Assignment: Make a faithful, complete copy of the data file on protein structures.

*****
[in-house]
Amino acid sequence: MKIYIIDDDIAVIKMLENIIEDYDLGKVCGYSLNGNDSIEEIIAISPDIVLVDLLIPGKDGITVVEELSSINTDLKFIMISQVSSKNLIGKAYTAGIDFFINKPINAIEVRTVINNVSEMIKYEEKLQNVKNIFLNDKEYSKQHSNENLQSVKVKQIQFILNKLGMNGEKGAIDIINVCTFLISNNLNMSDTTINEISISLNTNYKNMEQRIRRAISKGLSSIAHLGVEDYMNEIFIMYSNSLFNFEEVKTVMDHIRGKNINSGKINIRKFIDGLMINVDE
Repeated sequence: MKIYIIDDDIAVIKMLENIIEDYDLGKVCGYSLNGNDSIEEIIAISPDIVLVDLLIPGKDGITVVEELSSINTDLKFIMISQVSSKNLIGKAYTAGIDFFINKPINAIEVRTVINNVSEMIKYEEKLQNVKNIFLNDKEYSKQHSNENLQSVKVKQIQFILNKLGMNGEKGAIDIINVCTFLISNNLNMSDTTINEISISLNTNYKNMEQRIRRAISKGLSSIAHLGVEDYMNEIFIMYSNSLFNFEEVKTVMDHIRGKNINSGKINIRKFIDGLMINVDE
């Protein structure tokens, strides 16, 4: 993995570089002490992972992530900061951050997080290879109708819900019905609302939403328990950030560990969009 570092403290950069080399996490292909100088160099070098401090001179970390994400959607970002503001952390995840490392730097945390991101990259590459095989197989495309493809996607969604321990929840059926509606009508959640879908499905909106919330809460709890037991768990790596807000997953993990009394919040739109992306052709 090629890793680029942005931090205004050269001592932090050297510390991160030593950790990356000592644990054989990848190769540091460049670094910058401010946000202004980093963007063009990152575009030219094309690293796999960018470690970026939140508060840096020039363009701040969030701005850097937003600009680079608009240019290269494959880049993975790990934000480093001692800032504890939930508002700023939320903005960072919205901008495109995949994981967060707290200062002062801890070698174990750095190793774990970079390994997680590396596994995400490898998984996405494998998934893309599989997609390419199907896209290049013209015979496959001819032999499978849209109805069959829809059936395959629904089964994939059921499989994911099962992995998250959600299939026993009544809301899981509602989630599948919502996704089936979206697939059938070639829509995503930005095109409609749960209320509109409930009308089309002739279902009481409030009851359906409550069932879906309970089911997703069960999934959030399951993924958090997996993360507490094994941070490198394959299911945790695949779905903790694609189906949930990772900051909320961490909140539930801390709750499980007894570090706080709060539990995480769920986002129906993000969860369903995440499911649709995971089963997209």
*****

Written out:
[in-house]
Amino acid sequence: MKIYIIDDDIAVIKMLENIIEDYDLGKVCGYSLNGNDSIEEIIAISPDIVLVDLLIPGKDGITVVEELSSINTDLKFIMISQVSSKNLIGKAYTAGIDFFINKPINAIEVRTVINNVSEMIKYEEKLQNVKNIFLNDKEYSKQHSNENLQSVKVKQIQFILNKLGMNGEKGAIDIINVCTFLISNNLNMSDTTINEISISLNTNYKNMEQRIRRAISKGLSSIAHLGVEDYMNEIFIMYSNSLFNFEEVKTVMDHIRGKNINSGKINIRKFIDGLMINVDE
Repeated sequence: MKIYIIDDDIAVIKMLENIIEDYDLGKVCGYSLNGNDSIEEIIAISPDIVLVDLLIPGKDGITVVEELSSINTDLKFIMISQVSSKNLIGKAYTAGIDFFINKPINAIEVRTVINNVSEMIKYEEKLQNVKNIFLNDKEYSKQHSNENLQSVKVKQIQFILNKLGMNGEKGAIDIINVCTFLISNNLNMSDTTINEISISLNTNYKNMEQRIRRAISKGLSSIAHLGVEDYMNEIFIMYSNSLFNFEEVKTVMDHIRGKNINSGKINIRKFIDGLMINVDE
């Protein structure tokens, strides 16, 4: 993995570089002490992972992530900061951050997080290879109708819900019905609302939403328990950030560990969009 570092403290950069080399996490292909100088160099070098401090001179970390994400959607970002503001952390995840490392730097945390991101990259590459095989197989495309493809996607969604321990929840059926509606009508959640879908499905909106919330809460709890037991768990790596807000997953993990009394919040739109992306052709 090629890793680029942005931090205004050269001592932090050297510390991160030593950790990356000592644990054989990848190769540091460049670094910058401010946000202004980093963007063009990152575009030219094309690293796999960018470690970026939140508060840096020039363009701040969030701005850097937003600009680079608009240019290269494959880049993975790990934000480093001692800032504890939930508002700023939320903005960072919205901008495109995949994981967060707290200062002062801890070698174990750095190793774990970079390994997680590396596994995400490898998984996405494998998934893309599989997609390419199907896209290049013209015979496959001819032999499978849209109805069959829809059936395959629904089964994939059921499989994911099962992995998250959600299939026993009544809301899981509602989630599948919502996704089936979206697939059938070639829509995503930005095109409609749960209320509109409930009308089309002739279902009481409030009851359906409550069932879906309970089911997703069960999934959030399951993924958090997996993360507490094994941070490198394959299911945790695949779905903790694609189906949930990772900051909320961490909140539930801390709750499980007894570090706080709060539990995480769920986002129906993000969860369903995440499911649709995971089963997209």